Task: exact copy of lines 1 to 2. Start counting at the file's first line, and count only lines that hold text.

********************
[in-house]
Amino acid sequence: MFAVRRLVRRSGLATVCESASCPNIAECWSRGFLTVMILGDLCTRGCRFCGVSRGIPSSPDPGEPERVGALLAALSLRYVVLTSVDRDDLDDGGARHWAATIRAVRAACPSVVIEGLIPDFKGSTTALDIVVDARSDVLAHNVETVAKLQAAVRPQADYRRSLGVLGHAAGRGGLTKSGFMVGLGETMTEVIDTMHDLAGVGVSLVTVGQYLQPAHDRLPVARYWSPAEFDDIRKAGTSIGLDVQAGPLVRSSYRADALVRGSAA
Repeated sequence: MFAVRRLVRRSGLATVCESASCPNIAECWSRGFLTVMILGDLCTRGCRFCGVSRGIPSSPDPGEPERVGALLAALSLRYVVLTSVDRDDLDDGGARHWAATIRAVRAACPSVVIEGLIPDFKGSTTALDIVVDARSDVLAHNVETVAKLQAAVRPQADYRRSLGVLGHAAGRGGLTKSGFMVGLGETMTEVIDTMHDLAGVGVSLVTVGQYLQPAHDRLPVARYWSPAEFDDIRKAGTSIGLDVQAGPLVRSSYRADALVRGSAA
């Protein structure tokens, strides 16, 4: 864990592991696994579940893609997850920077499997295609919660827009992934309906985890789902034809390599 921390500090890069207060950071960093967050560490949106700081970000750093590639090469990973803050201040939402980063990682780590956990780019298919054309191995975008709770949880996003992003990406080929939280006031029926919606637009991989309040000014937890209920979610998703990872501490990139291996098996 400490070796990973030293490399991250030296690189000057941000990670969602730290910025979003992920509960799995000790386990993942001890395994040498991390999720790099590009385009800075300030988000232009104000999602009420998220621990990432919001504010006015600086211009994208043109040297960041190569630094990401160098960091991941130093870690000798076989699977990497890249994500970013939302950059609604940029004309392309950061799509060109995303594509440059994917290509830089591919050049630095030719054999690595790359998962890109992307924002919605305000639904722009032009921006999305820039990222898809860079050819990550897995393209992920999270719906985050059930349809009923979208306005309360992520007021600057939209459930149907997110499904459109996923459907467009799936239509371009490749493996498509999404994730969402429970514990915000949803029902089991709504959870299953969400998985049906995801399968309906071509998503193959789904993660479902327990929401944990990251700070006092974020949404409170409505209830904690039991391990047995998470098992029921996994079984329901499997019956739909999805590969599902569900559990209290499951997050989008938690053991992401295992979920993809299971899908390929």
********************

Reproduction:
[in-house]
Amino acid sequence: MFAVRRLVRRSGLATVCESASCPNIAECWSRGFLTVMILGDLCTRGCRFCGVSRGIPSSPDPGEPERVGALLAALSLRYVVLTSVDRDDLDDGGARHWAATIRAVRAACPSVVIEGLIPDFKGSTTALDIVVDARSDVLAHNVETVAKLQAAVRPQADYRRSLGVLGHAAGRGGLTKSGFMVGLGETMTEVIDTMHDLAGVGVSLVTVGQYLQPAHDRLPVARYWSPAEFDDIRKAGTSIGLDVQAGPLVRSSYRADALVRGSAA